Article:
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News > RGS Alumni News > Pearls of Wisden

Pearls of Wisden

RGS alumnus and cricketing ace donates collection of books to the Archives

The Foundation Office was delighted to welcome Roy Kings back to the School because he takes a very keen interest in how RGS is getting on as well as actively supporting pupils through his generous regular giving. However, on this occasion Roy was making a different gift to support the School’s archives. He presented the School with his copies of the Wisden Cricket Almanac editions that cover his time at RGS. 
Lovers of this most quintessentially English of games will need no explanation but for the uninitiated, Wisden’s is the cricketer’s bible published annually and containing a treasure trove of statistics, match reports and information relating to players, clubs and critically, to schools.
During his school years Roy was a cricketer of outstanding ability. So much so that he captained the 1stXI for three years and his prolific batting earned him inclusion in the Wisden reports for ‘Worcester Royal Grammar School’ for five seasons from 1942 through to 1946.
In 1942 Roy would have been the equivalent of today’s Year Nine but already he was established in the first XI. Wisden records he played 14 innings with 4 not outs scoring 215 runs and posting a highest knock of 48* (* denoting ‘not out’).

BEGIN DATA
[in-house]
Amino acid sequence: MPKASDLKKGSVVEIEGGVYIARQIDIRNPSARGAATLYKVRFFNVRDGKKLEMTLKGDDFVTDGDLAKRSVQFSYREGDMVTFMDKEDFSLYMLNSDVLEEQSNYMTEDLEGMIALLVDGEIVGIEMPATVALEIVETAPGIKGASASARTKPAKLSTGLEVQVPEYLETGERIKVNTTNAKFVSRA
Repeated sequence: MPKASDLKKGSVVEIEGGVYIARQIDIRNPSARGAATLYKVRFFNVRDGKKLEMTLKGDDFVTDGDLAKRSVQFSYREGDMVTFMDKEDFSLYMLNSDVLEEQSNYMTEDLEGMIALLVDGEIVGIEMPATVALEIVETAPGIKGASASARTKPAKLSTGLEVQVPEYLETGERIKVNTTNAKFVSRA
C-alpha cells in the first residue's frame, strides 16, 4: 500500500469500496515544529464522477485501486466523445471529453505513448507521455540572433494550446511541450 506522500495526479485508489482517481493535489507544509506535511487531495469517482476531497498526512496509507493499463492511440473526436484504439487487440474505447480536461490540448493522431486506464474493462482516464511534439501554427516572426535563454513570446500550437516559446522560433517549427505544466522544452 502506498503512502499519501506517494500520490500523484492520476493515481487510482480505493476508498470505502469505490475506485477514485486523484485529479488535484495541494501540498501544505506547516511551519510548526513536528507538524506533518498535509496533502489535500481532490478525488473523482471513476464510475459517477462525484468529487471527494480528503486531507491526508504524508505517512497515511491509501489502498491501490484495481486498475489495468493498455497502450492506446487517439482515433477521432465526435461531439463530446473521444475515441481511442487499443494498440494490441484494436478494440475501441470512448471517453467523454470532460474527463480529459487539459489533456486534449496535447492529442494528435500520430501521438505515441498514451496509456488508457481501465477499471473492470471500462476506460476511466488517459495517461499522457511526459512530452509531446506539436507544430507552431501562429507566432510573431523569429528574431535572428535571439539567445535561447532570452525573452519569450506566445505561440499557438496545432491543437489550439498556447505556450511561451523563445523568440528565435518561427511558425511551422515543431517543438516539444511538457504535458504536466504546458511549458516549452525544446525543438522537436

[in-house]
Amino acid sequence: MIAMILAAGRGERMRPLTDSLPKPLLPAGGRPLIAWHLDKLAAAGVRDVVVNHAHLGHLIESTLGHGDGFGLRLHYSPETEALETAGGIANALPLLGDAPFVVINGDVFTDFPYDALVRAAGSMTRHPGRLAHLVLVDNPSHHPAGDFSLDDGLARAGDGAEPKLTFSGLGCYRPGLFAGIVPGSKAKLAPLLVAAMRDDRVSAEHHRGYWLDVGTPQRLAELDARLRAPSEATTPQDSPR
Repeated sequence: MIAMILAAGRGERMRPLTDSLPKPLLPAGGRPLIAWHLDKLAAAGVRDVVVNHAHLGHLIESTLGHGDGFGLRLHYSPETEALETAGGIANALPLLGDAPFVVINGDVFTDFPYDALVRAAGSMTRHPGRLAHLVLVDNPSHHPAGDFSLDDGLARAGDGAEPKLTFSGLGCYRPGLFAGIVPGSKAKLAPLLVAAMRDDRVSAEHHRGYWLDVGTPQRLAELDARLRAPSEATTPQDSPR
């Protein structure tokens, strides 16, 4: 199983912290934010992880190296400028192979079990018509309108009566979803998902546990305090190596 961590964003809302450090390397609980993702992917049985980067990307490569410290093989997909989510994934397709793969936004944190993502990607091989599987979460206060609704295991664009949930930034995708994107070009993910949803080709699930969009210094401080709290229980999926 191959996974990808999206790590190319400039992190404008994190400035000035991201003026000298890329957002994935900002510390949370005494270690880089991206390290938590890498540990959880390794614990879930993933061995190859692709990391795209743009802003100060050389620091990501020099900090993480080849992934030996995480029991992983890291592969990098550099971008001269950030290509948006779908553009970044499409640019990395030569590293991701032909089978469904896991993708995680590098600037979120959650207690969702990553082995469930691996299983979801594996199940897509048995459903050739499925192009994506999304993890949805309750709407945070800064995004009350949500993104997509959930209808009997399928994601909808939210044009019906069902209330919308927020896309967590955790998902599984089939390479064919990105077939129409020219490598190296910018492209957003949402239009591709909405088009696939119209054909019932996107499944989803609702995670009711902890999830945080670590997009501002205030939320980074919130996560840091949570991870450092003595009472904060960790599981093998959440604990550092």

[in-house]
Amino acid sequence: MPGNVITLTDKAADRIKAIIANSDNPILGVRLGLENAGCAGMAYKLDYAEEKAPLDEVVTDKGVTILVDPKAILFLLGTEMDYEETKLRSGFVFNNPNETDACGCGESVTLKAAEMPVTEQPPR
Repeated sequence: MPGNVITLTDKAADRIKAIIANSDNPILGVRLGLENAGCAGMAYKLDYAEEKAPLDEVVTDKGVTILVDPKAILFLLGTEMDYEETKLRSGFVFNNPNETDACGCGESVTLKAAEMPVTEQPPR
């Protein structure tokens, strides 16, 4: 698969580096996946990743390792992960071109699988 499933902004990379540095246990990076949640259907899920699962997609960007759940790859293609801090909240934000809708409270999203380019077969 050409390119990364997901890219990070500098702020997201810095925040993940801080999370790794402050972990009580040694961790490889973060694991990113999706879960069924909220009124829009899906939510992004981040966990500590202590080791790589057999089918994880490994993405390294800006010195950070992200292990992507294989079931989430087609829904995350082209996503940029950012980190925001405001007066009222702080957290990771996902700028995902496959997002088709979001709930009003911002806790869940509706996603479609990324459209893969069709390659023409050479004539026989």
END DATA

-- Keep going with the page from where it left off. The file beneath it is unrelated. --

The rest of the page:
He followed up his debut summer with some marginal improvements in 1943 when he played the highest number of individual innings for RGS (11) recording 3 not outs, 233 runs and a highest score of 53*.
Roy’s 15 innings in 1944 included 2 not outs and delivered 275 runs (second only to P.J. Whitcombe who achieved 276 off his 15 innings), and a highest score of 77*.
During his fourth season in the top team Roy really came into his own with a 105* forming part of his 563 runs from 20 innings. The next most accomplished performance was from P.J. Whitcombe who recorded 542 with a top score of 88*. This dynamic duo powered each other onto great knocks for the School.
However, Roy saved his most telling contribution for last. In 1946, during what was his final year gracing Flagge Meadow for the School he was the stand out player for his team. From 21 innings he was not out 5 times, he scored 475 runs and was agonisingly close to a second century recording 97*. 
Roy emigrated to New Zealand after school and only returned a few years ago following the death of his wife. In 2016, when celebrating 130 years of Cricket on Flagge Meadow, Mike Wilkinson had the pleasure of presenting Roy, the oldest RGS Captain present, with the scorecard from his 105* knock. Roy’s achievement is recorded on the batting honours board in the Pavilion along with numerous other RGS Cricketing luminaries such as Tim Curtis (1970-78), Imran Khan (1971-72) and more recently Ed Pollock (1999-11) of Warwickshire. 
Statistics can sometimes lack colour but reading of Roy’s achievements along with his RGS teammates has the power to transport even the casual reader to summer days long ago in Worcester. 


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